This is the responsibility that is laid upon us because of our unique position in the Holy Land. The Patriarchate of Jerusalem enjoys the full respect and recognition of the three political authorities of this region – the State of Israel, the Hashemite Kingdom of Jordan, and the State of Palestine – and this legal status is clear and safe-guarded. The Patriarchate serves as the representative leader of all the Christian communities of the Holy Land, and is the principal Christian institution that can speak on behalf of the unique integrity of the status of Jerusalem. In this important work we know that we can count on the support of the faithful of Romania.

On the occasion of your visit, Your Excellency, we recall with gratitude the close relationship that has long existed between the Patriarchate of Jerusalem and the people of Romania. It was in 1682 that our esteemed predecessor, Patriarch Dositheos, established the first printing press in any Orthodox country, publishing in the great cultural city of Laşi important theological and liturgical books. We are united by important bonds of faith and affection which we must always be careful to foster and deepen.

We wish you, Mr. President, every success in your mission to our region, and we ask you to convey to your beloved nation and people our Patriarchal greetings and blessing. And in recognition of the close historic and spiritual relationship between the Patriarchate of Jerusalem and Romania, we wish to bestow upon you the decoration of the Great Cross of the Holy Tomb.

We thank you for your visit.

His Beatitude
Patriarch of Jerusalem

From the Secretariat-General

The President of Romania Visits the Jerusalem Patriarchate

On the 7th/20th of January 2014, the day after the feast of Theophany, the President of Romania, His Excellency Mr Traian Basescu, on a visit to the state of Israel, visited the Patriarchate accompanied by members of the Romanian Government and by the Romanian Ambassador to Israel, Mrs Andreea Păstârnac.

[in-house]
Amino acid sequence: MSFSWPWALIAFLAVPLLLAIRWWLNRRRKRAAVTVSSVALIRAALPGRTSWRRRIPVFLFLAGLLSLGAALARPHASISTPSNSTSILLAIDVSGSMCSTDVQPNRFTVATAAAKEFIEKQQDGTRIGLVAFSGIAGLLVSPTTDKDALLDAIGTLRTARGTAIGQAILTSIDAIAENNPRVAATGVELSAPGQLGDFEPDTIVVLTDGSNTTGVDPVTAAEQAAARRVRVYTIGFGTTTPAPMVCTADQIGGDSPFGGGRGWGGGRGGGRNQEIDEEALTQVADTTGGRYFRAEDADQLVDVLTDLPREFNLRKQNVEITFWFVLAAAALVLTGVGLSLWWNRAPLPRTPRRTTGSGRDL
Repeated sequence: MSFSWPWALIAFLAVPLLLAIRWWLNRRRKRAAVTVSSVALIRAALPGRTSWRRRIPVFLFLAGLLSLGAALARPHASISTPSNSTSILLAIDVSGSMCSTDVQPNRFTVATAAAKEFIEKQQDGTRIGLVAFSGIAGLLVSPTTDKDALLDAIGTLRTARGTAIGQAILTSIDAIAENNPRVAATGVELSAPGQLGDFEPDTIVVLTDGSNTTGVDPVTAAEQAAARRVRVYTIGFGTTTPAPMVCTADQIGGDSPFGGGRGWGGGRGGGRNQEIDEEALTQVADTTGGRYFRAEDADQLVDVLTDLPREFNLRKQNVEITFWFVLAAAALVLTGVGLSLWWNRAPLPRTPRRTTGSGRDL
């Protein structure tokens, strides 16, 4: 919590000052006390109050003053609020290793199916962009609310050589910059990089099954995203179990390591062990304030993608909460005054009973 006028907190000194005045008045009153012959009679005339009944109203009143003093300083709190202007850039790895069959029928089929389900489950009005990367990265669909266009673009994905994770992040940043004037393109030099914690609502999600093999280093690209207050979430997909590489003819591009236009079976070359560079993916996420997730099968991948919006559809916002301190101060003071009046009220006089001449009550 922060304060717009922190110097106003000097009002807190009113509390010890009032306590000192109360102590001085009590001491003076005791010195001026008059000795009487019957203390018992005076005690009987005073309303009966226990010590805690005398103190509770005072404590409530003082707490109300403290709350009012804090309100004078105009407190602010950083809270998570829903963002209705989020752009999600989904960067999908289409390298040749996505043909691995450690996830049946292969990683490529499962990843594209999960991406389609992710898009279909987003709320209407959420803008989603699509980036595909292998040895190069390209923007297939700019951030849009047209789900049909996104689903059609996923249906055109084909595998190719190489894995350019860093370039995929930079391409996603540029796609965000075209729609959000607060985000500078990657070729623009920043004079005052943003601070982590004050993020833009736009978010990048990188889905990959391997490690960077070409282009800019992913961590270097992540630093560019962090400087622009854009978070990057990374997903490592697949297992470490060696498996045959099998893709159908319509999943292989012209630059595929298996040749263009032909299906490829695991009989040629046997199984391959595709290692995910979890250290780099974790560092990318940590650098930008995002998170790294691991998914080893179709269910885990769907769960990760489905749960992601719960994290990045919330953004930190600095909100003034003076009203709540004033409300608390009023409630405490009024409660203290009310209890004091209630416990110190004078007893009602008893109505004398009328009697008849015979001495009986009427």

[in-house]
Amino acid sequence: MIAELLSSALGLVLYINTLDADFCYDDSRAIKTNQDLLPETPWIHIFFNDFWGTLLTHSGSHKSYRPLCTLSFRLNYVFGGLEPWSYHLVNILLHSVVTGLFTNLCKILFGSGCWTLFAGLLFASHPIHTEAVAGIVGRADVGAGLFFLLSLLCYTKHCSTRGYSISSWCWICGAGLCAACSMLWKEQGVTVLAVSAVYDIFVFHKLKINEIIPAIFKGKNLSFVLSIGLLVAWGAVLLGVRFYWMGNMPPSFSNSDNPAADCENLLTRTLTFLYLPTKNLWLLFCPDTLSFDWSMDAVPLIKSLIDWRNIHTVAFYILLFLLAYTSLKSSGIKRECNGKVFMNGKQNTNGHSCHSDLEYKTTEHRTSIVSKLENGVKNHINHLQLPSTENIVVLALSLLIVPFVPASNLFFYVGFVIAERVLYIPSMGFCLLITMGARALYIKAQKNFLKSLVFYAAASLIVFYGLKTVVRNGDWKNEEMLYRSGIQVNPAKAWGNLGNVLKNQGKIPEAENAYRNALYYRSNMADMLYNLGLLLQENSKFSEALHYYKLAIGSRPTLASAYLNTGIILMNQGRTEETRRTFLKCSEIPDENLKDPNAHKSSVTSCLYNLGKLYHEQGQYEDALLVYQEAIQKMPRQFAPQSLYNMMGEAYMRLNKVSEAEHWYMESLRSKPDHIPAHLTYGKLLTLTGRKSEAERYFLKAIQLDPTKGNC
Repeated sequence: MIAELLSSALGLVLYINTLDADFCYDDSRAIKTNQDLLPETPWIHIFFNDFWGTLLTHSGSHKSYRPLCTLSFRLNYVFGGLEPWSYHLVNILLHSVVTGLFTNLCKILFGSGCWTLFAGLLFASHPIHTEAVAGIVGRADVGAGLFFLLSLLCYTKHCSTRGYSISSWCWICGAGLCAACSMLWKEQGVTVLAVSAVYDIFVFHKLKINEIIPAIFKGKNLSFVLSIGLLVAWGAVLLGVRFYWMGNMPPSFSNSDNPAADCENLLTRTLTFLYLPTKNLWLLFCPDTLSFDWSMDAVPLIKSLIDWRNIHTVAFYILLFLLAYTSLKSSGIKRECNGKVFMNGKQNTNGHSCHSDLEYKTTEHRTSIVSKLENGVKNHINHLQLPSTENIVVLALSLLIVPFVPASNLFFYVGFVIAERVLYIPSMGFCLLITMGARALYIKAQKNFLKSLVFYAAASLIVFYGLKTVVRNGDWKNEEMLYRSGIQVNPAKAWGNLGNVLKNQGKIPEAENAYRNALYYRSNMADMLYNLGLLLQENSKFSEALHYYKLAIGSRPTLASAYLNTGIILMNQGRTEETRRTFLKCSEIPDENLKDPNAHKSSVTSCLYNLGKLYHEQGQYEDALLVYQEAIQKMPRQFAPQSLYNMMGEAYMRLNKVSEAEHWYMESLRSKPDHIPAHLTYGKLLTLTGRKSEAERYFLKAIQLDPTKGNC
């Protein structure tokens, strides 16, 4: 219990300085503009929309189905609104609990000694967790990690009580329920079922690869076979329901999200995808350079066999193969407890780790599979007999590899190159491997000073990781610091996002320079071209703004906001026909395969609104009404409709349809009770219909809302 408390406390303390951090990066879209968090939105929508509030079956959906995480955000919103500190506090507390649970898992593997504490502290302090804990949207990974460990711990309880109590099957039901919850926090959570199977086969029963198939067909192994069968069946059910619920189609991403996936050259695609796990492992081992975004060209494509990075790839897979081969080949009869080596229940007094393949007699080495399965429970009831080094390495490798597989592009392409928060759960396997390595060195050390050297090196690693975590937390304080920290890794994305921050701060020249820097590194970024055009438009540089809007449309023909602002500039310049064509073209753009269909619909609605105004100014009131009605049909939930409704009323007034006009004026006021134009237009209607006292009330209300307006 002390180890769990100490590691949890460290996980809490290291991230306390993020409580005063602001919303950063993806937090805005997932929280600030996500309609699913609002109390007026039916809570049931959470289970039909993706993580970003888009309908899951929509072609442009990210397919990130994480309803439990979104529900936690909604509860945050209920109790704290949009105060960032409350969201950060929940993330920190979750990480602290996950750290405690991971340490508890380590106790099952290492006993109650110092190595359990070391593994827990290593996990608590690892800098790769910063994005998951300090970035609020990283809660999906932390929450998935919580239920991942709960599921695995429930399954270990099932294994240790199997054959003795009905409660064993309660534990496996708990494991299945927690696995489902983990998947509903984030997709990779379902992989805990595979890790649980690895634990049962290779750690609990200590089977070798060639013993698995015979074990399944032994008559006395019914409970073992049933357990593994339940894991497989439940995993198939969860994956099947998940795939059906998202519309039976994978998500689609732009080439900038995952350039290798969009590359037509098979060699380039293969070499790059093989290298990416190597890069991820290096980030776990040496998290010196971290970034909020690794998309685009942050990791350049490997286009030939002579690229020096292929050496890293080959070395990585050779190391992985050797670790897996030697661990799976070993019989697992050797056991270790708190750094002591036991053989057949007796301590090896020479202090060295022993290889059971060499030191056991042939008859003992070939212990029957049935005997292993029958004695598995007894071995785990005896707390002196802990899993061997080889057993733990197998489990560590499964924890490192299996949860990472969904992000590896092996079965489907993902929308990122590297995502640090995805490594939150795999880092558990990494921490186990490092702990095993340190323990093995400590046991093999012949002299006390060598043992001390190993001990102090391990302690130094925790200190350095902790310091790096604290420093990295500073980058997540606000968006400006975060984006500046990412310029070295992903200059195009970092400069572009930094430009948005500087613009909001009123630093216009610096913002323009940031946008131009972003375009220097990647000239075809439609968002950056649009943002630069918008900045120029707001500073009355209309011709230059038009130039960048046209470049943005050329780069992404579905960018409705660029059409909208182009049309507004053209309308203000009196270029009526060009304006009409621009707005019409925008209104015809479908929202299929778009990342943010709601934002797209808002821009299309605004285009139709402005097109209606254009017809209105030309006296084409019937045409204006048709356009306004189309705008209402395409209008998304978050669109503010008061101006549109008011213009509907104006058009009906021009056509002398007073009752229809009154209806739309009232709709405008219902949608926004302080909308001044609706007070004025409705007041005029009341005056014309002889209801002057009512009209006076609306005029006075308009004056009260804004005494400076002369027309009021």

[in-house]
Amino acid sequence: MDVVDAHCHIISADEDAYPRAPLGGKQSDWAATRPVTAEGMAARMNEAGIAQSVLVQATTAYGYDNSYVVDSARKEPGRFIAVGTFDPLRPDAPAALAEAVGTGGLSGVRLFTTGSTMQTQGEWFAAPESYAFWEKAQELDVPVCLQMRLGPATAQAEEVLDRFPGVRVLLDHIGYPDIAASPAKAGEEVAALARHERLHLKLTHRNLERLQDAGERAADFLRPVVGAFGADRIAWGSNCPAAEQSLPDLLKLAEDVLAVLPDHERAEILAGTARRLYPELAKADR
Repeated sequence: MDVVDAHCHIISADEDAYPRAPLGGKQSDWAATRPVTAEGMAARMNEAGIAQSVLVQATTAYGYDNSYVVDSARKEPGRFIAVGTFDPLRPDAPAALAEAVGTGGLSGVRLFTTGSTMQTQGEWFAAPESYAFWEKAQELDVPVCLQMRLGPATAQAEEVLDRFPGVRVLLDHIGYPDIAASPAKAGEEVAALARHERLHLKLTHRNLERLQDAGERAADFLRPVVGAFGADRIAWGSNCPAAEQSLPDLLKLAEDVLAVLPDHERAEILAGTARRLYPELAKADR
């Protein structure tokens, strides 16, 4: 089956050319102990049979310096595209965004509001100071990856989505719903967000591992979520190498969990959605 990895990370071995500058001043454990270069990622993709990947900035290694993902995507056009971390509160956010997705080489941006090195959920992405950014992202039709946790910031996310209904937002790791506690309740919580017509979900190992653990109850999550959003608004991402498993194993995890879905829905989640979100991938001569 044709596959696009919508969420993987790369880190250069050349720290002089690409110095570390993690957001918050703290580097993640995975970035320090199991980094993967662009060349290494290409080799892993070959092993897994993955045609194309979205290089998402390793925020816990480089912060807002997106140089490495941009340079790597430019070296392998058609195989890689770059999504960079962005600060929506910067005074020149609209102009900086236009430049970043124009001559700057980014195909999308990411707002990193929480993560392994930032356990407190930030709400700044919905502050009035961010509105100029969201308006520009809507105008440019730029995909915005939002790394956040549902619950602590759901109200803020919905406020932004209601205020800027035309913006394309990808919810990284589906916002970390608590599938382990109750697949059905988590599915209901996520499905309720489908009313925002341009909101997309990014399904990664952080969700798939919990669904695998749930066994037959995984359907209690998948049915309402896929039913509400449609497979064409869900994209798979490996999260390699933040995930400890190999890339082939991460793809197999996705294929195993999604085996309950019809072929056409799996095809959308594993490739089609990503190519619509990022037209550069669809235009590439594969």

The Romanian President and his retinue were received by His Beatitude Theophilos, Patriarch of Jerusalem, and Hagiotaphite Fathers. In His welcoming address to the President, His Beatitude spoke in English.

see link:

and decorated him with the Grand Cross of the Order of the Knights of the Holy Sepulcher for the enhancement of his pious disposition toward the Holy Sepulcher, also offering him a fine icon of Theotokos Jerusalemite.

Touched, the President offered His Beatitude a beautiful icon of the Nativity of Christ, crafted in an Orthodox Monastery of Romania, thanking Him for the honour bestowed upon him as a representative of the Romanian people, consisting of Orthodox faithful by 90%, and having close ties to the Orthodox Church.

“In the aftermath of the communist regime”, Mr Basescu said, “the state of Romania is trying to reestablish its relations with the Church of Romania, which is considered its integral part”.

Extending his thanks to His Beatitude over the manner in which He represents Christians in the Holy Land, especially in Jerusalem, the President kindly asked that the Church of Jerusalem look favourably on the as yet unresolved problem between the Patriarchate of Jerusalem and the Patriarchate of Romania.